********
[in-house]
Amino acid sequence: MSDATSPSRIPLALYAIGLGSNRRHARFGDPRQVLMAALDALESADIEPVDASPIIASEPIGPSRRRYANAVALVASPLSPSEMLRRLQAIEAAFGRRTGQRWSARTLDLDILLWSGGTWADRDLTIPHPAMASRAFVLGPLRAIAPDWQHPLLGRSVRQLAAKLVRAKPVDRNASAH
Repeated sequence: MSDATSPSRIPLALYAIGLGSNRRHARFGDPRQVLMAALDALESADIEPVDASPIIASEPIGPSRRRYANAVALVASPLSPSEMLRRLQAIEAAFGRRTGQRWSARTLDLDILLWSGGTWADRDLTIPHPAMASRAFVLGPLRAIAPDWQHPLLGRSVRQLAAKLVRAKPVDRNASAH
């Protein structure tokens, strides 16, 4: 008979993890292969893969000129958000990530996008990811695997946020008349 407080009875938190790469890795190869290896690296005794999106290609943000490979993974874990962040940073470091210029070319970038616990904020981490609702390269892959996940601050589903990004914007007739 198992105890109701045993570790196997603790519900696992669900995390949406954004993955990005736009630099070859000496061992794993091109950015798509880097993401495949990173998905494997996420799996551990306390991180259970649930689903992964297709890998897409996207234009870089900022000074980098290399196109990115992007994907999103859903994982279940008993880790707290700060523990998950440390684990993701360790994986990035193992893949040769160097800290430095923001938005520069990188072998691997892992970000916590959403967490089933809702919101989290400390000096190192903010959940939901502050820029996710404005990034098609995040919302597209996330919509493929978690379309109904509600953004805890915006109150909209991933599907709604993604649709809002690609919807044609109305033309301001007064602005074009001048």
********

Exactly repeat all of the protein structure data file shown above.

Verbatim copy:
[in-house]
Amino acid sequence: MSDATSPSRIPLALYAIGLGSNRRHARFGDPRQVLMAALDALESADIEPVDASPIIASEPIGPSRRRYANAVALVASPLSPSEMLRRLQAIEAAFGRRTGQRWSARTLDLDILLWSGGTWADRDLTIPHPAMASRAFVLGPLRAIAPDWQHPLLGRSVRQLAAKLVRAKPVDRNASAH
Repeated sequence: MSDATSPSRIPLALYAIGLGSNRRHARFGDPRQVLMAALDALESADIEPVDASPIIASEPIGPSRRRYANAVALVASPLSPSEMLRRLQAIEAAFGRRTGQRWSARTLDLDILLWSGGTWADRDLTIPHPAMASRAFVLGPLRAIAPDWQHPLLGRSVRQLAAKLVRAKPVDRNASAH
């Protein structure tokens, strides 16, 4: 008979993890292969893969000129958000990530996008990811695997946020008349 407080009875938190790469890795190869290896690296005794999106290609943000490979993974874990962040940073470091210029070319970038616990904020981490609702390269892959996940601050589903990004914007007739 198992105890109701045993570790196997603790519900696992669900995390949406954004993955990005736009630099070859000496061992794993091109950015798509880097993401495949990173998905494997996420799996551990306390991180259970649930689903992964297709890998897409996207234009870089900022000074980098290399196109990115992007994907999103859903994982279940008993880790707290700060523990998950440390684990993701360790994986990035193992893949040769160097800290430095923001938005520069990188072998691997892992970000916590959403967490089933809702919101989290400390000096190192903010959940939901502050820029996710404005990034098609995040919302597209996330919509493929978690379309109904509600953004805890915006109150909209991933599907709604993604649709809002690609919807044609109305033309301001007064602005074009001048």